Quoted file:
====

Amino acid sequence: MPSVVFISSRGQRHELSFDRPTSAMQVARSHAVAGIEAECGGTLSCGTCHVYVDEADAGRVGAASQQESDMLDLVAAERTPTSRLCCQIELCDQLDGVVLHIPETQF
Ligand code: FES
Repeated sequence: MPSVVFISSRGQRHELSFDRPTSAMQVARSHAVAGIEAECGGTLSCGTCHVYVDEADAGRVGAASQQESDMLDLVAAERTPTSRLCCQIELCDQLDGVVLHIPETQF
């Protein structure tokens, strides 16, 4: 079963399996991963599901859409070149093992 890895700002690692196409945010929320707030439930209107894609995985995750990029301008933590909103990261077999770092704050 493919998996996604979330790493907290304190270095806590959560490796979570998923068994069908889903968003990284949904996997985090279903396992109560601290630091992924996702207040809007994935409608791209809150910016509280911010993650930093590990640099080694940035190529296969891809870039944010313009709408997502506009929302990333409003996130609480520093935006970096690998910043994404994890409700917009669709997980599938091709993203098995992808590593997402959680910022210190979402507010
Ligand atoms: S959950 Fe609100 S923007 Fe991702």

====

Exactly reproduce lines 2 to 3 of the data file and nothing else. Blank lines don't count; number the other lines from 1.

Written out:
Ligand code: FES
Repeated sequence: MPSVVFISSRGQRHELSFDRPTSAMQVARSHAVAGIEAECGGTLSCGTCHVYVDEADAGRVGAASQQESDMLDLVAAERTPTSRLCCQIELCDQLDGVVLHIPETQF